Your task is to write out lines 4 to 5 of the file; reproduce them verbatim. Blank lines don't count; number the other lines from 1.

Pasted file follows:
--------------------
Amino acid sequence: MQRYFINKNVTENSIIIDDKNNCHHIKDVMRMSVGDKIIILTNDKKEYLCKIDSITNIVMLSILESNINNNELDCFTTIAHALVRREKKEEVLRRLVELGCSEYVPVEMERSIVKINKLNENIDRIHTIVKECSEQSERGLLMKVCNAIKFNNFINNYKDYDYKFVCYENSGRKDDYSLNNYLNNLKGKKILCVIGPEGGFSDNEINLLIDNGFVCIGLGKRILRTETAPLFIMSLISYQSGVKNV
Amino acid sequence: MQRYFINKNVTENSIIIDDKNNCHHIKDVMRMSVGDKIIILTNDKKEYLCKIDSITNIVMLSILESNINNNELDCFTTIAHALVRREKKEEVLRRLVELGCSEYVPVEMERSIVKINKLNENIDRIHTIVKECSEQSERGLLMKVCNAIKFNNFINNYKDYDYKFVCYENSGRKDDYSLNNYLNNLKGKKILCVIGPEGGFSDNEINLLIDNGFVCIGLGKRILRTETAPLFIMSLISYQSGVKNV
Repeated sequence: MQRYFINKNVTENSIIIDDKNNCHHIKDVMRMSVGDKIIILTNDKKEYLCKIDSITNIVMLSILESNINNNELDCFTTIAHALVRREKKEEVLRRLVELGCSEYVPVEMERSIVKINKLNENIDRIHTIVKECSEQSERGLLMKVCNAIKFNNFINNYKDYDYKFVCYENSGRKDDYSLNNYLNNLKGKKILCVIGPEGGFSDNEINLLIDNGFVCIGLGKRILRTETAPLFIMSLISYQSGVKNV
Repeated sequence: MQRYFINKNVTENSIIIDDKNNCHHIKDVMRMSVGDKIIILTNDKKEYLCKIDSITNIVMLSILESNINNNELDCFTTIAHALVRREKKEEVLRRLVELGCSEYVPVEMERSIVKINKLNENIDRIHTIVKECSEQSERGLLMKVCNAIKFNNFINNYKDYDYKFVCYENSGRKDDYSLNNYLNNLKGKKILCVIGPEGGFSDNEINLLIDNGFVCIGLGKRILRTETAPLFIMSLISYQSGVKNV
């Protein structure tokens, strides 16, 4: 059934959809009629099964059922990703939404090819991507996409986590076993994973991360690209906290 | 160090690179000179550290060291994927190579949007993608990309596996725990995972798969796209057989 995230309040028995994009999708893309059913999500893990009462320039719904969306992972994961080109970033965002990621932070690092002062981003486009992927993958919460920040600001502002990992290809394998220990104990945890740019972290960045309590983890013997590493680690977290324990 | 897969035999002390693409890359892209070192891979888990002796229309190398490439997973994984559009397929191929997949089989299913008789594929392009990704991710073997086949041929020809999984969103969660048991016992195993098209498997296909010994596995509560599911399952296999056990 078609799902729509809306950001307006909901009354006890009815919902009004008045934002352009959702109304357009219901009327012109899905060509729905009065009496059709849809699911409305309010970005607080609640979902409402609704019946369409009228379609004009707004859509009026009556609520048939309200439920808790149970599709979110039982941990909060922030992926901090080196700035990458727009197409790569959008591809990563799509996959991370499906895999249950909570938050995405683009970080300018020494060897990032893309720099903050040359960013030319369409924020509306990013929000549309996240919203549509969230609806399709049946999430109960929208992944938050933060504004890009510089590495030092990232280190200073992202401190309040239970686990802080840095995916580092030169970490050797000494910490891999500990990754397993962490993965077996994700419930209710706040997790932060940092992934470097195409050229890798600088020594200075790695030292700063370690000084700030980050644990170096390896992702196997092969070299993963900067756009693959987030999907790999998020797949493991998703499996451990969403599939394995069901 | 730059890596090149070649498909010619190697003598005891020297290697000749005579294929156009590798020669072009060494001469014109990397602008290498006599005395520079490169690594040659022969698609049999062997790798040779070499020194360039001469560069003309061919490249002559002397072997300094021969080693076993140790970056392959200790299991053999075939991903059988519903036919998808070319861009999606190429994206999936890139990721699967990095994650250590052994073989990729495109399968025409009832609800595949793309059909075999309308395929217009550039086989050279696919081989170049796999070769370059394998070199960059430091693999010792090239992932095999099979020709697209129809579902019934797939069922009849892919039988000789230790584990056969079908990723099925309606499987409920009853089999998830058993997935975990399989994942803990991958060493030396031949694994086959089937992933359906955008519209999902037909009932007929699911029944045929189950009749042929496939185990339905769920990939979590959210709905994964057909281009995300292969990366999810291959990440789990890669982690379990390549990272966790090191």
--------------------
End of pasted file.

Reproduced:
Repeated sequence: MQRYFINKNVTENSIIIDDKNNCHHIKDVMRMSVGDKIIILTNDKKEYLCKIDSITNIVMLSILESNINNNELDCFTTIAHALVRREKKEEVLRRLVELGCSEYVPVEMERSIVKINKLNENIDRIHTIVKECSEQSERGLLMKVCNAIKFNNFINNYKDYDYKFVCYENSGRKDDYSLNNYLNNLKGKKILCVIGPEGGFSDNEINLLIDNGFVCIGLGKRILRTETAPLFIMSLISYQSGVKNV
């Protein structure tokens, strides 16, 4: 059934959809009629099964059922990703939404090819991507996409986590076993994973991360690209906290 | 160090690179000179550290060291994927190579949007993608990309596996725990995972798969796209057989 995230309040028995994009999708893309059913999500893990009462320039719904969306992972994961080109970033965002990621932070690092002062981003486009992927993958919460920040600001502002990992290809394998220990104990945890740019972290960045309590983890013997590493680690977290324990 | 897969035999002390693409890359892209070192891979888990002796229309190398490439997973994984559009397929191929997949089989299913008789594929392009990704991710073997086949041929020809999984969103969660048991016992195993098209498997296909010994596995509560599911399952296999056990 078609799902729509809306950001307006909901009354006890009815919902009004008045934002352009959702109304357009219901009327012109899905060509729905009065009496059709849809699911409305309010970005607080609640979902409402609704019946369409009228379609004009707004859509009026009556609520048939309200439920808790149970599709979110039982941990909060922030992926901090080196700035990458727009197409790569959008591809990563799509996959991370499906895999249950909570938050995405683009970080300018020494060897990032893309720099903050040359960013030319369409924020509306990013929000549309996240919203549509969230609806399709049946999430109960929208992944938050933060504004890009510089590495030092990232280190200073992202401190309040239970686990802080840095995916580092030169970490050797000494910490891999500990990754397993962490993965077996994700419930209710706040997790932060940092992934470097195409050229890798600088020594200075790695030292700063370690000084700030980050644990170096390896992702196997092969070299993963900067756009693959987030999907790999998020797949493991998703499996451990969403599939394995069901 | 730059890596090149070649498909010619190697003598005891020297290697000749005579294929156009590798020669072009060494001469014109990397602008290498006599005395520079490169690594040659022969698609049999062997790798040779070499020194360039001469560069003309061919490249002559002397072997300094021969080693076993140790970056392959200790299991053999075939991903059988519903036919998808070319861009999606190429994206999936890139990721699967990095994650250590052994073989990729495109399968025409009832609800595949793309059909075999309308395929217009550039086989050279696919081989170049796999070769370059394998070199960059430091693999010792090239992932095999099979020709697209129809579902019934797939069922009849892919039988000789230790584990056969079908990723099925309606499987409920009853089999998830058993997935975990399989994942803990991958060493030396031949694994086959089937992933359906955008519209999902037909009932007929699911029944045929189950009749042929496939185990339905769920990939979590959210709905994964057909281009995300292969990366999810291959990440789990890669982690379990390549990272966790090191």